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Functional Obsolescence

Posted by krycek1984 (My Page) on
Fri, Sep 10, 10 at 15:59

I know that this forum is mainly concerned with the preservation and renovation of old homes.

However, I would also like to know how you all feel about functionally obsolete homes.

For example, our old house, that we still own (and always will -it's in the family), I would consider it functionally obsolete. It has 6'10" ceilings in the bedrooms, 7'8" ceilings elsewhere. It's been added on several times. It still "works" and is a solid home, but needs a lot of work to make it "perfect". If I had no heart, I'd tear it down, but I can't bring myself to do it - it would just be too sad. It's such a well built house that I would probably cry to tear it down.

What do you all think? Is there away to remediate functional obsolescence? Or are some homes just obsolete and there's nothing you can do about it?

I'm curious to hear what you all think about the issue in general.


Follow-Up Postings:

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RE: Functional Obsolescence

Lol, I'm still trying to figure out just how to pronounce "obsolescence". (JK). :-)
I'm confused, are you talking about "remuddling", and the possibility that it's ruined the house?
Have the low ceilings been "dropped", and if so, are originals hiding up there?
The additions - were they done poorly, not fitting in with the original house? How old is it?
Sorry for all the questons - you've got me curious!


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RE: Functional Obsolescence

Well, it really wasn't a question about my old house per se, it was just a general question, but:

No, they weren't lowered...the original part of the house is from the mid 1800's, so the ceilings were at the 6'10". They then added two more bedrooms off of that (one upstairs one downstairs), and kept the 6'10" ceilings.

They then added a living room and dining room and have those at 7'6", and the kitchen was added on at some point and they kept it at 7'6".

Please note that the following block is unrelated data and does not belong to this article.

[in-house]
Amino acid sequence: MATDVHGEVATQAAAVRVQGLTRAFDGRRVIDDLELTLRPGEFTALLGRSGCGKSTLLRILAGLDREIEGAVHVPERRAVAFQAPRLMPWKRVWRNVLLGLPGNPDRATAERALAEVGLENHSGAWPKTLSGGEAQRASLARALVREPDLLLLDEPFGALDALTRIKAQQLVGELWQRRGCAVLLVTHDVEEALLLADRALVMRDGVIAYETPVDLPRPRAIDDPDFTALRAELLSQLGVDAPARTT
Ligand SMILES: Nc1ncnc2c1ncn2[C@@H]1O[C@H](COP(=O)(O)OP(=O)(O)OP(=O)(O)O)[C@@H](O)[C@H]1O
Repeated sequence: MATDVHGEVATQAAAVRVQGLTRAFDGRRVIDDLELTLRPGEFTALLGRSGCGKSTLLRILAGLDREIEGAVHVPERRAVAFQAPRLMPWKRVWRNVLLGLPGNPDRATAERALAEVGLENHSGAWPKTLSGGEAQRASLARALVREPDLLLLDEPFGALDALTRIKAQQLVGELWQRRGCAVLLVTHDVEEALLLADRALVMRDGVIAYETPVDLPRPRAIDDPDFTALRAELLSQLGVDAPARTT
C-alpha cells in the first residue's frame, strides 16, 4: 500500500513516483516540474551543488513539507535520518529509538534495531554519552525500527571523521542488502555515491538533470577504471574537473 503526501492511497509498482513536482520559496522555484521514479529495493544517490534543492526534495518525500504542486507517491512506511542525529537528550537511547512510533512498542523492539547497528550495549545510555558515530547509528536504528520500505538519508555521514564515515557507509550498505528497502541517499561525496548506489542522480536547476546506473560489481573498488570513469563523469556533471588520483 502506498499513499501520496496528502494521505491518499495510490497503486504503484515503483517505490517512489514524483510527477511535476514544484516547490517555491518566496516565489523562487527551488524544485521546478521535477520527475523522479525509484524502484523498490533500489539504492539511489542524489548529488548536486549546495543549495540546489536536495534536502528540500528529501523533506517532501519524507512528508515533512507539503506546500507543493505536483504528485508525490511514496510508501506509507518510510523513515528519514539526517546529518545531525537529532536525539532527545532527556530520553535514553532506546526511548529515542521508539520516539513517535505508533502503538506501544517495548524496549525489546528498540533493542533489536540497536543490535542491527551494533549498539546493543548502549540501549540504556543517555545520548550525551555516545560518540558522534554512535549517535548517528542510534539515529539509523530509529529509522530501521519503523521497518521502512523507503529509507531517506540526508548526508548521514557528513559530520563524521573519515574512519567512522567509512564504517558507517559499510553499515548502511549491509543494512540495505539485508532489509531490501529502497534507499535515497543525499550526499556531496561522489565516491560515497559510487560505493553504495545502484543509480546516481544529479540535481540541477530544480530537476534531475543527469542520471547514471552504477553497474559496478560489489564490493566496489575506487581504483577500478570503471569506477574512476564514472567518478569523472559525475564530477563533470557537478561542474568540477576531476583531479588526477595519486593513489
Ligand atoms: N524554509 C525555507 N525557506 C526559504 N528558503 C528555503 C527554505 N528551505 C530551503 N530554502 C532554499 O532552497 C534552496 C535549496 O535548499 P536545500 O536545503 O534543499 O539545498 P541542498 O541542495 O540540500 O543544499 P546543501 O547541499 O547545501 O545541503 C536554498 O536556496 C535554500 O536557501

So no dropped ceilings! Just like anything else on an old house, these things can potentially be fixed, but it would be so expensive you could build a new house.

Which is why I am curious as to what everyone thinks about functional obsolescence. i.e. if there comes a time when a house just isn't worth fixing up/remodeling keeping.

Unfortunately tearing it down isn't an option LOL but I was curious as to other people's experiences and thoughts on the issue.


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RE: Functional Obsolescence

It's not functional obsolescence that determines a house's fate as much as economic obsolescence.

If it makes economic sense--at least to the owner--to demolish rather than make no change or update, that's what happens. Homes I have been tearing down for 20 years are usually fully livable. They would be considered middle class residences that would stay as is in other parts of the city, let alone the rest of the world.

4 SF Pine cut
"First they came for the trees...."Economic Obsolescence Dooms this House. With a new home in place, the price will double.

I bought our current home on the spur of the moment, enchanted by the lot and location. Two months in, I realize a $300K+ reno won't do. It's deserving only of demolition, which I may leave to someone with deeper pockets and move on.


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RE: Functional Obsolescence

Your question is a difficult one involving structural, logistical, cost and aesthetic issues. These are the issues that architects deal with every day, so you need to let one experienced with the renovation of older properties look at the house so he/she can make a realistic proposal.

I doubt it will be a DIY project.


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RE: Functional Obsolescence

It was not uncommon to have the private spaces in older houses not have the same ceiling height as the public spaces.